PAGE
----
The exhibition’s title, Self as Actor,1 is inspired from Actor Network Theory,2 which explores the omnipresent and ever more unavoidable relationship between humans, technology and other nonhuman actors. The role that digitality, especially the web, plays in our lives, has become a symbiotic feature of our social reality, reflecting an incessant shifting network of interactions. In addition, Benjamin H. Bratton’s The Stack3 was a valuable pivot as we examine how global megastructure computation has influenced our geopolitical realities and how our understanding of these and in turn, ourselves, is/are shaped by global multi-layered and interconnected digital systems.
We are writing this text in Cyprus, a small island of just over one million people who, per capita, have the highest social media usage in the European Union, with almost all internet subscribers being members of Facebook.4 Do Cypriots have a blind trust in the openness of the internet and its ability to connect and share with friends? Perhaps, but more likely, this small island’s geographical position close to the war zones and increasing military threats to Middle Eastern and Northern African regions together with its own politico-economic history bestow upon the inhabitants a state of constant anxiety. Cyprus, is an interesting case due to these factors, but also because of the pervading feeling of isolation from what is perceived as the Western mainstream is shared by many Cypriots. Almost 80% of the population embraces the European Union despite its present unstable vision of democracy and rise of far-right nationalisms which are also occurring in both sides of this island. In addition, 20% of the de-facto population in the north is subject to a motherland vision of Turkey. In both communities, Facebook dominates social media usage for both news and other purposes clearly indicating a shared distrust in official media channels. With a population of 1,189,085 people counted in the 2017 census, Cyprus had over 971,369 internet users of which 870,00 were Facebook subscribers. Without the prospects of a secure predictable future, concepts of borders/buffer zones and nationalisms which appear physically entrenched are given the opportunity to supposedly dissolve online creating the appearance of a more open place.5 The fake promise of a perceived emancipatory technology is indeed appealing for Cypriots as well as for social media users living in the Eastern Mediterranean region surrounding Cyprus, where war, invasions, identity, migration and citizenship have nearly always been a fluctuating social and political construct creating states of uncertainty and dislocation.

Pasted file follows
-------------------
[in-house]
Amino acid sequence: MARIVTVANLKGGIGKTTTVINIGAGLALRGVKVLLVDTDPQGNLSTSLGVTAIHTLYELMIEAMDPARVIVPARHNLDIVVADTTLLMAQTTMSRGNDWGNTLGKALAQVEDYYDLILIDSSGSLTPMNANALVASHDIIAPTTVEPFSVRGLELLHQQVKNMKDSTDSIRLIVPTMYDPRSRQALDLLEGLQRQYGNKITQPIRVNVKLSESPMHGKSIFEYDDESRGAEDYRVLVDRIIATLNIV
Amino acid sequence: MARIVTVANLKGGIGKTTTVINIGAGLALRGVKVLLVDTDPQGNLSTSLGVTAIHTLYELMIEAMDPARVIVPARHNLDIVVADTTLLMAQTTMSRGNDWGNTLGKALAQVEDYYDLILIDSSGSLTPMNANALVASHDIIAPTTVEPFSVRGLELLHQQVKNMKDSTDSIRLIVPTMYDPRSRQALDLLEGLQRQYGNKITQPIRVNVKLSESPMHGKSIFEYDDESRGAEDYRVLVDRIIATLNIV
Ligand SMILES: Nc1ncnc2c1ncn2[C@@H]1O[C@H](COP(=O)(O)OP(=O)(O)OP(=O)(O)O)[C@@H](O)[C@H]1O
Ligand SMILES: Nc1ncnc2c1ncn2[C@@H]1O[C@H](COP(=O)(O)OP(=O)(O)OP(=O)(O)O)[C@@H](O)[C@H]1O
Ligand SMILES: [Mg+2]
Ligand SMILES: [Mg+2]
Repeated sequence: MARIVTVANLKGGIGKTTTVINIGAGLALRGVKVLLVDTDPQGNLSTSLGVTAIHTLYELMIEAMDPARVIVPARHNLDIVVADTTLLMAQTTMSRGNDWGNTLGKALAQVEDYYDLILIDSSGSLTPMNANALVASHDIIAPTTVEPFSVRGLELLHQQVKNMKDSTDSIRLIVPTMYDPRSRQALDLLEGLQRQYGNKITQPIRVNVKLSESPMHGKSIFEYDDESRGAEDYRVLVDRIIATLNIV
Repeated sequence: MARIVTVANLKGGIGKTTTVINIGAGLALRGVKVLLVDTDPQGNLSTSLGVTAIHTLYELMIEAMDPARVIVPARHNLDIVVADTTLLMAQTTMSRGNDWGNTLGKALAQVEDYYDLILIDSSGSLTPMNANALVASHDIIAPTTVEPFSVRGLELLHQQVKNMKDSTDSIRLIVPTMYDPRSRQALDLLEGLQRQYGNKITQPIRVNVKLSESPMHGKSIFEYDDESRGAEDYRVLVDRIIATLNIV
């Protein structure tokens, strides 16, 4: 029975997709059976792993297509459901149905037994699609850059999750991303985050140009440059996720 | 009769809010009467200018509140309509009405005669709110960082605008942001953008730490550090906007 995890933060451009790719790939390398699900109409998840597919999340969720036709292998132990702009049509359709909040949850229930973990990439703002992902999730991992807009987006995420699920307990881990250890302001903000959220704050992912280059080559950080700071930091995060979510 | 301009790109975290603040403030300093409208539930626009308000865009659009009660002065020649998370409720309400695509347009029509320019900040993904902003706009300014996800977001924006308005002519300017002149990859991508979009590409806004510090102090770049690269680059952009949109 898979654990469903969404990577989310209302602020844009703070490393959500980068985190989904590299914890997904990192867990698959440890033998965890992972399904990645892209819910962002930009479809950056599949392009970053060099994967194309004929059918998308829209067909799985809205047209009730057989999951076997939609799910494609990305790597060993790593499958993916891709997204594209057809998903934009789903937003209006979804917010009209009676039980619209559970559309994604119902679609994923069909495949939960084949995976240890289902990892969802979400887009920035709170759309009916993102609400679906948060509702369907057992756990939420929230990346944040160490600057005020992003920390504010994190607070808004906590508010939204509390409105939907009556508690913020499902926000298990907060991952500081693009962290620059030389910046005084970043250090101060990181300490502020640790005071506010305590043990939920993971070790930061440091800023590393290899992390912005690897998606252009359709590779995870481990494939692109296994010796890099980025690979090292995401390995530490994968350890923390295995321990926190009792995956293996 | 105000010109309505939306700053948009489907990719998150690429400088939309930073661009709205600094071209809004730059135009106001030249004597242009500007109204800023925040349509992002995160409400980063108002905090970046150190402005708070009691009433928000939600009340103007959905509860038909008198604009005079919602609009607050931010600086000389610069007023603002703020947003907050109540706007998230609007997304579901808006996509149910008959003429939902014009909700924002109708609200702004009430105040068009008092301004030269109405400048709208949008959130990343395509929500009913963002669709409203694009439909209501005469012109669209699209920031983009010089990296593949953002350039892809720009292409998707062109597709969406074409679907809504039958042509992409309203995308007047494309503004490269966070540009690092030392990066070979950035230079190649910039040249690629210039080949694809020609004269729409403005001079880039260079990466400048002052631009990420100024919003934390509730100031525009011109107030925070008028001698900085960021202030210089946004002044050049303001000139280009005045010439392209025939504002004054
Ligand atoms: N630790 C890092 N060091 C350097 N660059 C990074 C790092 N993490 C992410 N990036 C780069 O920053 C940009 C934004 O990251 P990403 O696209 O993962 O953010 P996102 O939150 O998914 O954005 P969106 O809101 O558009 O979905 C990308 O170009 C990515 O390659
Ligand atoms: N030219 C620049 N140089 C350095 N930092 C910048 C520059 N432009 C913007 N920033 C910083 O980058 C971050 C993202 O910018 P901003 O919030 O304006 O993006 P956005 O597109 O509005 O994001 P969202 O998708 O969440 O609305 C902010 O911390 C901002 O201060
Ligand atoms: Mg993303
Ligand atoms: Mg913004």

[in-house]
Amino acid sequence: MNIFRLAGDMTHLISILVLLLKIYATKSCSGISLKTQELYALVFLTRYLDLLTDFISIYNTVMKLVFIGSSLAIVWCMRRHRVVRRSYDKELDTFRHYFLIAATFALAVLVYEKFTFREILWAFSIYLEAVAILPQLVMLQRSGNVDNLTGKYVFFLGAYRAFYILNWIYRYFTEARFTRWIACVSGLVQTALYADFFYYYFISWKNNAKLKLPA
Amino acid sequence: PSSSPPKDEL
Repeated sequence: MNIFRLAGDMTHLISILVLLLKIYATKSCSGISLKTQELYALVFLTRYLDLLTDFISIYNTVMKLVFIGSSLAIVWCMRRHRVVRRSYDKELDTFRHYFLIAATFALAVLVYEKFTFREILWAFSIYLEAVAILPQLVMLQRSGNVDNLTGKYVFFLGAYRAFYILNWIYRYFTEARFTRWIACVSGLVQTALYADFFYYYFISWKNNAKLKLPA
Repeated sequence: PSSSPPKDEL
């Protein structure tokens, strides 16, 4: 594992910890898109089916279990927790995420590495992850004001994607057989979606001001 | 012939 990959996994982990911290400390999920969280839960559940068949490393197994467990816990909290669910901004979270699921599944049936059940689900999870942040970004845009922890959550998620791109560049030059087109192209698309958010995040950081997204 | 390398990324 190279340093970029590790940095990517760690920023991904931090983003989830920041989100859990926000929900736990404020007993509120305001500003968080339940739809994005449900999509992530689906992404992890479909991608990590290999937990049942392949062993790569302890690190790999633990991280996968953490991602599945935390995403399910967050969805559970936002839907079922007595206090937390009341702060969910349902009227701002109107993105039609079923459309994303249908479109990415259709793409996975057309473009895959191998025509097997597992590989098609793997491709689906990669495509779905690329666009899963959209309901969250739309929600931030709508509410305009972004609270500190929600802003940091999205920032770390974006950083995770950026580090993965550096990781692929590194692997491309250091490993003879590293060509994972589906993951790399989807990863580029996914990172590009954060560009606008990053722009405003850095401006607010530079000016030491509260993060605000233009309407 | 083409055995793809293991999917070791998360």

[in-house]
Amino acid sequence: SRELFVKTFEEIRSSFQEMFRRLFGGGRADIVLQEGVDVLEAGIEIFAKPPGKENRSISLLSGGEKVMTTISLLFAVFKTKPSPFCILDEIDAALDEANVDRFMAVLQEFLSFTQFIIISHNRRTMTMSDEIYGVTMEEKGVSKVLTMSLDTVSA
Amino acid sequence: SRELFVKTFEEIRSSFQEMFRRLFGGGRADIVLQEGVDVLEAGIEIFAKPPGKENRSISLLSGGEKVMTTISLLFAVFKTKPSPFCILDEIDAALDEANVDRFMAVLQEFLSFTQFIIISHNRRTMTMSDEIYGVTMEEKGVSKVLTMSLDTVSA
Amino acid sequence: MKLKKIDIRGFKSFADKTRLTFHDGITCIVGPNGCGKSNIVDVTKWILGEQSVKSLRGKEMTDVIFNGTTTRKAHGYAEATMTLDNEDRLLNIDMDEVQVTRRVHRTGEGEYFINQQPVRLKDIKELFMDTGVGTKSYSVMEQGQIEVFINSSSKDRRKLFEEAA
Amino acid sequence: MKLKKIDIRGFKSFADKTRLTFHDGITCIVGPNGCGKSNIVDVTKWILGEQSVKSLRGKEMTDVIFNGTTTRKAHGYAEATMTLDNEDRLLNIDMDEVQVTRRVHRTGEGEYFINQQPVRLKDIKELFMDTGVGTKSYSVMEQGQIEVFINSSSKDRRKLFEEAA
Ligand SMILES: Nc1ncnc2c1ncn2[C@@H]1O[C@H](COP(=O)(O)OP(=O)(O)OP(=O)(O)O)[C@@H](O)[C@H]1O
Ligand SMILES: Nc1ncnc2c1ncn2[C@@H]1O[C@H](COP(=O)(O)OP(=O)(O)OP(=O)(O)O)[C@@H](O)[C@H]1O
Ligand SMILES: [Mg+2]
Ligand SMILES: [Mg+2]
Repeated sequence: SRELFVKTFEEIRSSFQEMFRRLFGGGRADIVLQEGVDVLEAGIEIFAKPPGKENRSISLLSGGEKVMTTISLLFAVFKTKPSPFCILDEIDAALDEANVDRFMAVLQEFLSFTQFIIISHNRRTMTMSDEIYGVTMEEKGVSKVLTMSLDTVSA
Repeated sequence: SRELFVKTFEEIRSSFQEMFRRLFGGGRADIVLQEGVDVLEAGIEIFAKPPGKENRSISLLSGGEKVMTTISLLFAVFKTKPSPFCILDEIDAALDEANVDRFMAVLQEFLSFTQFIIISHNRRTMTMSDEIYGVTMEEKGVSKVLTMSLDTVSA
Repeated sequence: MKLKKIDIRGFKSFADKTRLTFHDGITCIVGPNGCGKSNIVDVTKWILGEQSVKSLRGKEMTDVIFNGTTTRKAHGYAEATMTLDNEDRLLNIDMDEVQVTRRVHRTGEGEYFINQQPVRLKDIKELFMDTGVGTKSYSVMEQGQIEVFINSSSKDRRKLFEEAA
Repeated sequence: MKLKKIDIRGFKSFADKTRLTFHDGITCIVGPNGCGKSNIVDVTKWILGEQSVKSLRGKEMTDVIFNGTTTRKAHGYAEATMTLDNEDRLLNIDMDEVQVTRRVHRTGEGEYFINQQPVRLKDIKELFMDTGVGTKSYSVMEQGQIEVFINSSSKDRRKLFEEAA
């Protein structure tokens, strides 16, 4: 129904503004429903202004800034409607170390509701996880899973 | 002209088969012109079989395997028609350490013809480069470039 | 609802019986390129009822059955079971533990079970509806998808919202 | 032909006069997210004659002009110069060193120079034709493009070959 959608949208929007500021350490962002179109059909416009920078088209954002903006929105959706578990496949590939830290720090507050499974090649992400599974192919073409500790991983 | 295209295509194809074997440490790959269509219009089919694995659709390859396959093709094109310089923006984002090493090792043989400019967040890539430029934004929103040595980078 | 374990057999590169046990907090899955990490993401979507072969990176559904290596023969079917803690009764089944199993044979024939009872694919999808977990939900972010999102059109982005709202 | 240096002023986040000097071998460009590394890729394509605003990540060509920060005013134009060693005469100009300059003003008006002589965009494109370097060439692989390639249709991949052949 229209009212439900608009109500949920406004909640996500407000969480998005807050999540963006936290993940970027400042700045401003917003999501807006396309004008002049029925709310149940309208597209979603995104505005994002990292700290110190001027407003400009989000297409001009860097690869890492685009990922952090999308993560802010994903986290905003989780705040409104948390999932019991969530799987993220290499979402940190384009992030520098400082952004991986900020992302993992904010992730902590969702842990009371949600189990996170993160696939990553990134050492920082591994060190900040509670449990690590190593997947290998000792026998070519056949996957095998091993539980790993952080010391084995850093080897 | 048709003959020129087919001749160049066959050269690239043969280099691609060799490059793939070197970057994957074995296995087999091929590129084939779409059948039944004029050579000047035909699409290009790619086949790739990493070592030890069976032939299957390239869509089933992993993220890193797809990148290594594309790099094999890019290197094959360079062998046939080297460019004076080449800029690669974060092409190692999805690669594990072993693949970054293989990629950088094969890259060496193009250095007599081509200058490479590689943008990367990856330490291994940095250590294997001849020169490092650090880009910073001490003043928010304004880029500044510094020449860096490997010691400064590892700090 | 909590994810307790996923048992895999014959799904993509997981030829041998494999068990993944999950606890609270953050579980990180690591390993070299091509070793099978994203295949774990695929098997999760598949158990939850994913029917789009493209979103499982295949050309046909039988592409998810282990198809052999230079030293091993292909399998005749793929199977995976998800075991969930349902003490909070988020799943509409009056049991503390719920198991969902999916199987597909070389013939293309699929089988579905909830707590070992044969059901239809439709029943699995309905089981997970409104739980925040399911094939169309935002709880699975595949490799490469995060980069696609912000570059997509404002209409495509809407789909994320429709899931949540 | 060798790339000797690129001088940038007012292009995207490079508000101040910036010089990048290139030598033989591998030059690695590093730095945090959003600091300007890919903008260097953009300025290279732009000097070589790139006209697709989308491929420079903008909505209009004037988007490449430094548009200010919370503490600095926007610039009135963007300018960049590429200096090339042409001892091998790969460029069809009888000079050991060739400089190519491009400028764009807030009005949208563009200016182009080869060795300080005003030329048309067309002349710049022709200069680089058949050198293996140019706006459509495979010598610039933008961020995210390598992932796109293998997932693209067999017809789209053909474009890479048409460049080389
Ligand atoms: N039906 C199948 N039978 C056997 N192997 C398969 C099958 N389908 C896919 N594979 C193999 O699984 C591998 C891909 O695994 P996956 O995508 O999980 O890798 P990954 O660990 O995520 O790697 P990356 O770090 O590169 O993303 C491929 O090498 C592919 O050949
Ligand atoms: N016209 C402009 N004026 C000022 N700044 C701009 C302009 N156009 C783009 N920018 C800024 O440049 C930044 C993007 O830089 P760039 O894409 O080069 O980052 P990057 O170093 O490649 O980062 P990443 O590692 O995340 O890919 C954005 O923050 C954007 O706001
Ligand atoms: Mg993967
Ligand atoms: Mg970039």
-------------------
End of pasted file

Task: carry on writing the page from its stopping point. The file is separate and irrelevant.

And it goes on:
The garnering of social capital means that most people prefer to enact their social participation through social media, a space of personalised algorithms rather than the physical world of interpersonal relationships, critique and discourse. This means that every mouse click is algorithmically analysed, quantified, and commodified making users the largest group of unpaid workers. Although, by now, most are aware of the large degree Big Data involves the vigorous use of algorithms for analytics as well as software for surveillance, it has not curbed the mass use of social media. In fact, mass networking on social media has become the cultural tool for experiencing a simulated sense of intimacy in spite of the unease of personal disclosure and issues about privacy and commodification. We nevertheless know that the user always pays and we are paying by surrendering our individual actions both in the physical and the virtual worlds. We have all been transfigured into isolated money generating bots and each person’s digital footprint results in a psychological and behavioural profile that is manipulated by ‘positive’ feedback helping further develop our psychometric personality.6 In fact, today, machines can recognise personality types better than humans. This colonisation of personal data is already manipulating social media content with targeted personalisation coerced by rolling newsfeeds creating the perpetual state of a simulated ideology of positivity. As such “censorship is no longer about suppression ‘but about controlling your attention and your credibility.’”7 As early as 2006, the present global condition of hypernormalisation was anticipated by Alexei Yurchak8 with its paradoxical nature of social change where the anxiety of the individual is somewhat appeased by their own reflection on the screen, what Adam Curtis also recognised as our own personal echo chambers.9